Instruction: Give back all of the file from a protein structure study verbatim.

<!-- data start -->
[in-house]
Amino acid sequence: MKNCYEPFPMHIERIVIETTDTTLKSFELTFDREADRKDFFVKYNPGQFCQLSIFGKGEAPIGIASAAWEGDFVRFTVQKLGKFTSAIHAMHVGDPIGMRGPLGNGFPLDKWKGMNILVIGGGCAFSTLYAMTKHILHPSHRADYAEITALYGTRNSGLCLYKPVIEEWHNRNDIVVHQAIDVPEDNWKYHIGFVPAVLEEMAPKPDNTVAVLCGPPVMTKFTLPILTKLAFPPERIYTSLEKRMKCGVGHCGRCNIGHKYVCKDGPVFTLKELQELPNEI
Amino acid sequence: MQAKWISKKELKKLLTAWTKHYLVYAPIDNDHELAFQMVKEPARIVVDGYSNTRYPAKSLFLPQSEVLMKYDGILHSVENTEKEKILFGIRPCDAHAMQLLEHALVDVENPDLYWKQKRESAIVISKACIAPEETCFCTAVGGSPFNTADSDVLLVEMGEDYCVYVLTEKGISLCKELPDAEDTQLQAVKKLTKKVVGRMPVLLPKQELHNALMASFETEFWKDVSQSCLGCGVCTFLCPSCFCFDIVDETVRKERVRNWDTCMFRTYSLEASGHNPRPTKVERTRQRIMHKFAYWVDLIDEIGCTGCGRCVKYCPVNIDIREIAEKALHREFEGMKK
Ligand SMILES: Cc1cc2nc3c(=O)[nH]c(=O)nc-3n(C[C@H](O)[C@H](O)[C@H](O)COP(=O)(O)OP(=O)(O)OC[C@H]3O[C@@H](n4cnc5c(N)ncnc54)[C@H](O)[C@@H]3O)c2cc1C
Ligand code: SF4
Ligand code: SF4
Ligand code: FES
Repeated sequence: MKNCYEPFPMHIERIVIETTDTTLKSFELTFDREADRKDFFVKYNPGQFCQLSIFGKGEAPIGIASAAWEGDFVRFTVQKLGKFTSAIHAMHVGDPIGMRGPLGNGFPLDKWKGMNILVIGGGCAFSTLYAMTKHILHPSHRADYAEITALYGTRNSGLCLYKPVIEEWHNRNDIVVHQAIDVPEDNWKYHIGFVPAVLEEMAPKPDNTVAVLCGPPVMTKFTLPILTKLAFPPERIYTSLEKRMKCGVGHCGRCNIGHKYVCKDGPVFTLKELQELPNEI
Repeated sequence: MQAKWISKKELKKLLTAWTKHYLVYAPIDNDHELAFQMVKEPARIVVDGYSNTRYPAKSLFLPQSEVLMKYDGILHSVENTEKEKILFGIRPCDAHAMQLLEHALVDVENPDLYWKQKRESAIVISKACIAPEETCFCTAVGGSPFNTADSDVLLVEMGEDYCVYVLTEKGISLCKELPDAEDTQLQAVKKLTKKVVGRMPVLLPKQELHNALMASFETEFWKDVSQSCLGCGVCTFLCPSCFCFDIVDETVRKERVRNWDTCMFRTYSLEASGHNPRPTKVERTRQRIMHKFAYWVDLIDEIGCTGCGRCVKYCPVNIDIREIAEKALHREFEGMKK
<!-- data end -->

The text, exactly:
[in-house]
Amino acid sequence: MKNCYEPFPMHIERIVIETTDTTLKSFELTFDREADRKDFFVKYNPGQFCQLSIFGKGEAPIGIASAAWEGDFVRFTVQKLGKFTSAIHAMHVGDPIGMRGPLGNGFPLDKWKGMNILVIGGGCAFSTLYAMTKHILHPSHRADYAEITALYGTRNSGLCLYKPVIEEWHNRNDIVVHQAIDVPEDNWKYHIGFVPAVLEEMAPKPDNTVAVLCGPPVMTKFTLPILTKLAFPPERIYTSLEKRMKCGVGHCGRCNIGHKYVCKDGPVFTLKELQELPNEI
Amino acid sequence: MQAKWISKKELKKLLTAWTKHYLVYAPIDNDHELAFQMVKEPARIVVDGYSNTRYPAKSLFLPQSEVLMKYDGILHSVENTEKEKILFGIRPCDAHAMQLLEHALVDVENPDLYWKQKRESAIVISKACIAPEETCFCTAVGGSPFNTADSDVLLVEMGEDYCVYVLTEKGISLCKELPDAEDTQLQAVKKLTKKVVGRMPVLLPKQELHNALMASFETEFWKDVSQSCLGCGVCTFLCPSCFCFDIVDETVRKERVRNWDTCMFRTYSLEASGHNPRPTKVERTRQRIMHKFAYWVDLIDEIGCTGCGRCVKYCPVNIDIREIAEKALHREFEGMKK
Ligand SMILES: Cc1cc2nc3c(=O)[nH]c(=O)nc-3n(C[C@H](O)[C@H](O)[C@H](O)COP(=O)(O)OP(=O)(O)OC[C@H]3O[C@@H](n4cnc5c(N)ncnc54)[C@H](O)[C@@H]3O)c2cc1C
Ligand code: SF4
Ligand code: SF4
Ligand code: FES
Repeated sequence: MKNCYEPFPMHIERIVIETTDTTLKSFELTFDREADRKDFFVKYNPGQFCQLSIFGKGEAPIGIASAAWEGDFVRFTVQKLGKFTSAIHAMHVGDPIGMRGPLGNGFPLDKWKGMNILVIGGGCAFSTLYAMTKHILHPSHRADYAEITALYGTRNSGLCLYKPVIEEWHNRNDIVVHQAIDVPEDNWKYHIGFVPAVLEEMAPKPDNTVAVLCGPPVMTKFTLPILTKLAFPPERIYTSLEKRMKCGVGHCGRCNIGHKYVCKDGPVFTLKELQELPNEI
Repeated sequence: MQAKWISKKELKKLLTAWTKHYLVYAPIDNDHELAFQMVKEPARIVVDGYSNTRYPAKSLFLPQSEVLMKYDGILHSVENTEKEKILFGIRPCDAHAMQLLEHALVDVENPDLYWKQKRESAIVISKACIAPEETCFCTAVGGSPFNTADSDVLLVEMGEDYCVYVLTEKGISLCKELPDAEDTQLQAVKKLTKKVVGRMPVLLPKQELHNALMASFETEFWKDVSQSCLGCGVCTFLCPSCFCFDIVDETVRKERVRNWDTCMFRTYSLEASGHNPRPTKVERTRQRIMHKFAYWVDLIDEIGCTGCGRCVKYCPVNIDIREIAEKALHREFEGMKK